Thursday, December 9, 2010

Amazon's Jeff Bezos - Can Self-publisher's Learn From His Business Planning?

I read a great article about Jeff Bezos today. Bezos is the founder and CEO of, the friend of the self-publishing author. Bezos is one of the driving forces in our industry today and his openness to allowing self-publishing authors to use Amazon's logistical system to market and sell our books has been a great boon. Amazon's Kindle may change the publishing landscape forever as we know it and many of us use Amazon's CreateSpace for POD printing and distribution via Amazon.

Some have been critical of Bezos and that probably goes with the territory. All leaders open themselves up to criticism as do innovators and Bezos is certainly both. Through in the fact Bezos is playing with investor's money when he takes his daring business gambles and you have yet another reason to be critical of his management and leadership style.

Yet Bezos has built Amazon into a major financial success and it is viewed as one of the best run corporations in the United States. The company is innovative and forward thinking, something many U.S. companies no longer seem to be capable of.

I found two of Bezo's core principles intriguing. The first is his obsession with customer satisfaction and the second is the vision to think long term and not short term when planning.

Authors should adopt his obsession with customer satisfaction. Write books that are good stories or in the case of non-fiction, not only filled with content that is pertinent to the topic, but organized in such a manner allowing for ease of use for the reader when desiring to access specific information. In other words, make the customer glad he or she bought the book!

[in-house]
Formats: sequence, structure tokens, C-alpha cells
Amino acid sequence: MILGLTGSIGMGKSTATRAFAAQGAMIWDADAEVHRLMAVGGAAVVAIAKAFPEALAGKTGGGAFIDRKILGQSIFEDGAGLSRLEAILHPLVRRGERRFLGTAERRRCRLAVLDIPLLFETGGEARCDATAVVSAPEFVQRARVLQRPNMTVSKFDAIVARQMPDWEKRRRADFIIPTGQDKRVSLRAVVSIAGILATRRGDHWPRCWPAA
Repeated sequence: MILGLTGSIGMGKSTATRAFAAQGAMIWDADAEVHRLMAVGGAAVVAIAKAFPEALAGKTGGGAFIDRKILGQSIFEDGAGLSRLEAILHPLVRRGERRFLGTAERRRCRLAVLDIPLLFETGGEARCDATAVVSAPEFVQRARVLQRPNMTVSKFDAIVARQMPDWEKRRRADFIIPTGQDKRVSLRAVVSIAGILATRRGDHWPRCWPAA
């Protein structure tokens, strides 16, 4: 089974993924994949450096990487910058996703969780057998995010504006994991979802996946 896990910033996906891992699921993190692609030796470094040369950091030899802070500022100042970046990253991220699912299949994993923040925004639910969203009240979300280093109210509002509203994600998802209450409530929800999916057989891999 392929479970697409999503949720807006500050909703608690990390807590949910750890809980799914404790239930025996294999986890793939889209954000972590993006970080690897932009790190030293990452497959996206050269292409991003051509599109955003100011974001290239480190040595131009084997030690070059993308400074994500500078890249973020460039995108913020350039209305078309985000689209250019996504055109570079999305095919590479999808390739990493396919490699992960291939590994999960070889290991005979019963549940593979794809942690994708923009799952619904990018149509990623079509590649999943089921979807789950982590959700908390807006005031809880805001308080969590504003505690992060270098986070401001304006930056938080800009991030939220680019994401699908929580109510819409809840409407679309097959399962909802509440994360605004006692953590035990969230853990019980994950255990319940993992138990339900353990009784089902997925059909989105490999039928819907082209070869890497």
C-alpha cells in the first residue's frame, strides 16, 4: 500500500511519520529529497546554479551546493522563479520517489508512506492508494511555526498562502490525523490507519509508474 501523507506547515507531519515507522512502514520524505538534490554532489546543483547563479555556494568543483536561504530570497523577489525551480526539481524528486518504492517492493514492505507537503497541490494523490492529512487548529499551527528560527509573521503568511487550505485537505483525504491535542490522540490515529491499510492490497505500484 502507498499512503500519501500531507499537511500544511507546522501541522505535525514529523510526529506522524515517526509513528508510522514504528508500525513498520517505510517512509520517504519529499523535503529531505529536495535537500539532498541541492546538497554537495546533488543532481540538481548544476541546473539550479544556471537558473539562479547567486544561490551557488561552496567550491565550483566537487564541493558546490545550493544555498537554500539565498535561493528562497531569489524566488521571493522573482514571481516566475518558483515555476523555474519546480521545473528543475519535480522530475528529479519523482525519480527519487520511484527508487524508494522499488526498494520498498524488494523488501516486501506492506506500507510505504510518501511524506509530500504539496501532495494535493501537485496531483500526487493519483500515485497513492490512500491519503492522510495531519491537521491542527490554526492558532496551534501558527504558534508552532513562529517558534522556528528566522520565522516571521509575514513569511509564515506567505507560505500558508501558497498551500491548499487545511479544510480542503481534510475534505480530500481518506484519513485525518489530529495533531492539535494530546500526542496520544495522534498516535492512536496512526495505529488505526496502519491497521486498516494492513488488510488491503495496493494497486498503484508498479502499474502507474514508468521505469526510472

The other principle I found interesting was the desire for long term planning. I have long held many of the mistakes made by American corporations was thinking and planning for next quarter success and not long term success and profitability. The legendary basketball coach John Wooden was oft quoted as saying "anything of true value took time to build or achieve, and that it should take time."

How many of us create a business plan for self-publishing that is based on the idea of successfully selling books and making a profit over the long haul? A plan designed to create maximum success over an extended period of time instead of a quick buck.